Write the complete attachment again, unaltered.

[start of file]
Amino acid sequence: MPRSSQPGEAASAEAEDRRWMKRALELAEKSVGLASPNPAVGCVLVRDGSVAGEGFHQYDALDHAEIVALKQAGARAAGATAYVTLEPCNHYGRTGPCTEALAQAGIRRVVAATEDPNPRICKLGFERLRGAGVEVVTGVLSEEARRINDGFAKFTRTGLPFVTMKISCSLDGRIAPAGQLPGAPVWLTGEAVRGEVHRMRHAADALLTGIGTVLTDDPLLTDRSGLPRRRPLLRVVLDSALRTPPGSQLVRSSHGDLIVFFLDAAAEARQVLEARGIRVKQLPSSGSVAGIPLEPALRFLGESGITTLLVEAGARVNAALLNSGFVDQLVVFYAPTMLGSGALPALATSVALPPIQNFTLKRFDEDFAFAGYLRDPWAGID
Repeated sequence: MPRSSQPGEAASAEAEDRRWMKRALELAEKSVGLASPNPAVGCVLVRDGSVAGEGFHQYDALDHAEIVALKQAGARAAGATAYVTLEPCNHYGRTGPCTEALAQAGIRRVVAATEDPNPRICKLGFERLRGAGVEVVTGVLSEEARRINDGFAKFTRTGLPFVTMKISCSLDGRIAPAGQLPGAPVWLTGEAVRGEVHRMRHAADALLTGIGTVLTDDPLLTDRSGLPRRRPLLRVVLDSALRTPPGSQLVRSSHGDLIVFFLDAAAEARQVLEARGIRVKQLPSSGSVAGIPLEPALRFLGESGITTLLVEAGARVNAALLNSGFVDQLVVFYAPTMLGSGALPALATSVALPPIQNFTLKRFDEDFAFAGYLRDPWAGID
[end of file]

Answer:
Amino acid sequence: MPRSSQPGEAASAEAEDRRWMKRALELAEKSVGLASPNPAVGCVLVRDGSVAGEGFHQYDALDHAEIVALKQAGARAAGATAYVTLEPCNHYGRTGPCTEALAQAGIRRVVAATEDPNPRICKLGFERLRGAGVEVVTGVLSEEARRINDGFAKFTRTGLPFVTMKISCSLDGRIAPAGQLPGAPVWLTGEAVRGEVHRMRHAADALLTGIGTVLTDDPLLTDRSGLPRRRPLLRVVLDSALRTPPGSQLVRSSHGDLIVFFLDAAAEARQVLEARGIRVKQLPSSGSVAGIPLEPALRFLGESGITTLLVEAGARVNAALLNSGFVDQLVVFYAPTMLGSGALPALATSVALPPIQNFTLKRFDEDFAFAGYLRDPWAGID
Repeated sequence: MPRSSQPGEAASAEAEDRRWMKRALELAEKSVGLASPNPAVGCVLVRDGSVAGEGFHQYDALDHAEIVALKQAGARAAGATAYVTLEPCNHYGRTGPCTEALAQAGIRRVVAATEDPNPRICKLGFERLRGAGVEVVTGVLSEEARRINDGFAKFTRTGLPFVTMKISCSLDGRIAPAGQLPGAPVWLTGEAVRGEVHRMRHAADALLTGIGTVLTDDPLLTDRSGLPRRRPLLRVVLDSALRTPPGSQLVRSSHGDLIVFFLDAAAEARQVLEARGIRVKQLPSSGSVAGIPLEPALRFLGESGITTLLVEAGARVNAALLNSGFVDQLVVFYAPTMLGSGALPALATSVALPPIQNFTLKRFDEDFAFAGYLRDPWAGID